Online shopping during Black Friday and Cyber Monday are still prevalent, but the rush to get those online deals is fading in significance as the major e-commerce boom rages on—one of many impacts brought about by the coronavirus pandemic.
For example, between November 1st and November 28th of this year, online spending throughout the United States rose by nearly 14% as compared to the same time period in 2020–reaching a total of $99.1 billion for that month, with November and December’s combined spending expected to reach around $207 billion–a 10% boost from the end of 2020. However, Cyber Monday and Black Friday sales incentives have been dwindling due to supply chain strains.
Additionally, overall discounts for these once-major-sale dates have been diminishing; Adobe noted that average electronic discounts on these days only reached about 12%, as compared to an average of 27% the year prior. Jams in the supply logs and shipping processes of carriers are further exacerbating the issue. Between November of 2019 and November 2021, company out-of-stock messages increased by 258%.
“This is a make-or-break season for aggregators, and whoever has inventory is going to win,” said Goja CEO Walter Gonzales, whose company sells a variety of goods directly on Amazon.
For other Amazon sellers, getting inventory brought into the states efficiently and quickly is as imperative as ever, with Amazon sales increasing by around 50% as compared to last year (particularly for giftable products that are usually in stock).
“Kitchen products are doing very well,” said Pierre Poignant, co-founder and CEO of Branded Group, which sells various home and personal care goods on Amazon’s platform and is selling nearly 50% more products this year than last. “We made investments to make sure we had sufficient inventory for the holidays.”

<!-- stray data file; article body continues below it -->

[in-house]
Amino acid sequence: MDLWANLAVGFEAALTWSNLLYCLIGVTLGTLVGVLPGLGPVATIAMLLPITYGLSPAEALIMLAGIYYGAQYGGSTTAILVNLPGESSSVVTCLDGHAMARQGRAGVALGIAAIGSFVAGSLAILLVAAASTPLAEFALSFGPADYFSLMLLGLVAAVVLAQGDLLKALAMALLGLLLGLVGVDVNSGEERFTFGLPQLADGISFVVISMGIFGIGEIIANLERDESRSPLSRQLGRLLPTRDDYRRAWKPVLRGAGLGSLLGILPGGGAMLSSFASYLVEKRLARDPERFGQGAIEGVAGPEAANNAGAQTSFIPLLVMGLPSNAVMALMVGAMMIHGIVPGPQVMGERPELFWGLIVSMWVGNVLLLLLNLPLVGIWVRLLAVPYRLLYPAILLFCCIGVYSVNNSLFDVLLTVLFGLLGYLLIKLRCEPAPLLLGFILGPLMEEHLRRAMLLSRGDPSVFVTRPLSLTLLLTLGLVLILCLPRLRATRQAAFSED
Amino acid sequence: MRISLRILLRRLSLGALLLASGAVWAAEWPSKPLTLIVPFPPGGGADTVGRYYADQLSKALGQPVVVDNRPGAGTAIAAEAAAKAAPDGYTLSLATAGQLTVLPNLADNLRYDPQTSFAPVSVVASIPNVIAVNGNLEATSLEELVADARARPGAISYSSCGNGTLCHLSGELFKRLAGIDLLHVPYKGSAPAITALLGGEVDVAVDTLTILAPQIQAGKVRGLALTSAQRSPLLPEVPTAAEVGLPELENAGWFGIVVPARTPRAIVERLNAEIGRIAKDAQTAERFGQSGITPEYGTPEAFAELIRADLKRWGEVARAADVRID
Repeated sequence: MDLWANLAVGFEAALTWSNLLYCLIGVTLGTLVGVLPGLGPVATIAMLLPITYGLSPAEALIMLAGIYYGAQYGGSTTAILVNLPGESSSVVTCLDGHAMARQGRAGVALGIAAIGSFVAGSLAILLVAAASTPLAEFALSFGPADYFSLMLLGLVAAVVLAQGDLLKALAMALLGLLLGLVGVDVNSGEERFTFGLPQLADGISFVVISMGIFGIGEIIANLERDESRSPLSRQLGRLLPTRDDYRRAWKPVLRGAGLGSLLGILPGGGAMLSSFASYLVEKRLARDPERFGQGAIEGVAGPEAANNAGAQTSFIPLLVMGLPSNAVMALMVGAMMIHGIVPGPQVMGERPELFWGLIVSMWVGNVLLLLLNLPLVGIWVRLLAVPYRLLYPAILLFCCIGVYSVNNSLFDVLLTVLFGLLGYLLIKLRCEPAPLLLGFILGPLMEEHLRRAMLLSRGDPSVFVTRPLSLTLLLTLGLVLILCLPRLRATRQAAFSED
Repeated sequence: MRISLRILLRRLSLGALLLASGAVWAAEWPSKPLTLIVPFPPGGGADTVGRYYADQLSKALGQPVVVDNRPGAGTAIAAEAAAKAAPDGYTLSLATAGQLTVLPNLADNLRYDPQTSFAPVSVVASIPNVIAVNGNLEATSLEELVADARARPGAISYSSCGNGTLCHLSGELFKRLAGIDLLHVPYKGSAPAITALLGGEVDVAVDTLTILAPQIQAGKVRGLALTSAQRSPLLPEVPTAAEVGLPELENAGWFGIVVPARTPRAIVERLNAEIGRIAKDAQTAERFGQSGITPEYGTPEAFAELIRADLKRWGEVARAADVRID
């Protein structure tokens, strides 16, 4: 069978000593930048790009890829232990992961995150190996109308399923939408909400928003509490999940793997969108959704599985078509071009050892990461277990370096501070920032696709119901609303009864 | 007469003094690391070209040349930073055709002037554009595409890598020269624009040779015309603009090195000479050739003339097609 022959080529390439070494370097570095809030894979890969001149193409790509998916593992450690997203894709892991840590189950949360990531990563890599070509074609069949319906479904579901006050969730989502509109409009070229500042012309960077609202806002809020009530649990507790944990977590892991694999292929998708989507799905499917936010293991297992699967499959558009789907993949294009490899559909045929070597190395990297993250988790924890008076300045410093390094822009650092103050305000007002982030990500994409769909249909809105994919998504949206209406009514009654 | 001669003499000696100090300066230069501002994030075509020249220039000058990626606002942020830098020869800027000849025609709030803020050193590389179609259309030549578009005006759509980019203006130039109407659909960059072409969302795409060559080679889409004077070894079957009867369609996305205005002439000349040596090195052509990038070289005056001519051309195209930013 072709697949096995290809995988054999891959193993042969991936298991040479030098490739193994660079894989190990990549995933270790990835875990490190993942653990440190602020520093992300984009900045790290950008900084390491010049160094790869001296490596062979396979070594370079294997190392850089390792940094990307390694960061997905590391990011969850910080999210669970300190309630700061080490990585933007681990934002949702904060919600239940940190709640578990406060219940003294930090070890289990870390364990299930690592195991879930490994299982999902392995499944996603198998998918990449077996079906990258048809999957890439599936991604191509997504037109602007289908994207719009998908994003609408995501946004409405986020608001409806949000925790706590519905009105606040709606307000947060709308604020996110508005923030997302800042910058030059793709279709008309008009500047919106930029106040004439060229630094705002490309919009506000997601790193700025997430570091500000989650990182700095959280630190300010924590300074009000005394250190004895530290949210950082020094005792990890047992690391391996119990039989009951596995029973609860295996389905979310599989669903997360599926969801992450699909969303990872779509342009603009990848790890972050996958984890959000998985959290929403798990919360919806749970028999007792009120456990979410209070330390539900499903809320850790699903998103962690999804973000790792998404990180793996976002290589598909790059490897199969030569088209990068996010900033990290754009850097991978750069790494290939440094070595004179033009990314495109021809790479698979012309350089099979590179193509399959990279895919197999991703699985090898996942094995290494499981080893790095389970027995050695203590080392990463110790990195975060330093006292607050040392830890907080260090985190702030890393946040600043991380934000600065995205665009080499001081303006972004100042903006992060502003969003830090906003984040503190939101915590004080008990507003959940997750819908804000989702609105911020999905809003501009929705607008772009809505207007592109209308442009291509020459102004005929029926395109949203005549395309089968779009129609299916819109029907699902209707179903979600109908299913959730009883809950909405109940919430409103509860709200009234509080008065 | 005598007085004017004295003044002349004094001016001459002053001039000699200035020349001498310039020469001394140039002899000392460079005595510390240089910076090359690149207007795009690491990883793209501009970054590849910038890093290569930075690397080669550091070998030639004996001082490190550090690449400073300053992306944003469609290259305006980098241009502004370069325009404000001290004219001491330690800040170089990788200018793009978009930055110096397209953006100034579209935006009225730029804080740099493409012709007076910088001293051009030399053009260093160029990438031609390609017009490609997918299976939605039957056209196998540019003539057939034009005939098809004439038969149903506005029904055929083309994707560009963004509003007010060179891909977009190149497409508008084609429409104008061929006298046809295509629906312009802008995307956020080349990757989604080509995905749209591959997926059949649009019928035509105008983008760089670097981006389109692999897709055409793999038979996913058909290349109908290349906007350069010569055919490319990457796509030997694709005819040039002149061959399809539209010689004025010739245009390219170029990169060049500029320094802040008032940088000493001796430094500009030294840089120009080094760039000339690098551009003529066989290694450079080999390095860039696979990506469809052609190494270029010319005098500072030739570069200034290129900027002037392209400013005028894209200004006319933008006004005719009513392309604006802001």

Although many stores ramped up efforts for the usual holiday shopping rush, the pandemic has made clear that most people prefer to make their purchases–especially for gifts–conveniently online, a trend that’s likely here to stay.
“Physical Black Friday had this aura of craziness because people fought in stores and camped outside,” said Juozas Kaziukėnas, Marketplace Pulse’s founder and CEO. “Now that so much has shifted online, it’s lost its excitement.”
Many brick-and-mortar stores are now turning to increased online options, deals, and shopping incentives to keep up with these demand changes and trends, hitting cyberspace hard in a search for more customers during the holiday season.
“We’re giving away e-gift cards for $5,000, $1,000, and $500!” said Kohl’s in a holiday season tweet. “Follow @kohls, retweet this post, and include #KohlsCyberMondaySweepstakes for a chance to win.”
With online retailers turning to the trucking industry to bring in their needed inventory on time, as well as to ship and deliver their orders, many safety advocates have pointed to the already-challenging shipping bottlenecks that have been taking place during this new era of e-commerce, on top of a long-running and severe truck driver shortage that is making carriers take drastic measures to meet demands.
For instance, some carriers may be willing to bring in younger, inexperienced drivers with much less training in order to have more hands on deck during the holiday season, and truckers may also be feeling so much added pressure to meet their deadlines that they forgo certain safety protocols or drive longer hours with less sleep.
Keeping drivers behaving as safely as possible and ensuring that they are always well-versed in best practices while on the road is of the utmost importance, especially during high-demand seasons in the midst of an already-heavy trend of online shopping continuing throughout the country.
“It goes back to training,” noted Levinson and Stefani’s Ken Levinson. “Just because everyone’s in a rush to get things done, it’s not an excuse to let safety go to the wayside.”
It’s also unfair of carriers to put the pressures of holiday demands on the shoulders of their truckers, he added.
“Often, unsafe trucking companies have unrealistic expectations based on their truckers’ pay and delivery times that it creates a huge incentive to be unsafe, and we can’t have that,” Levinson added.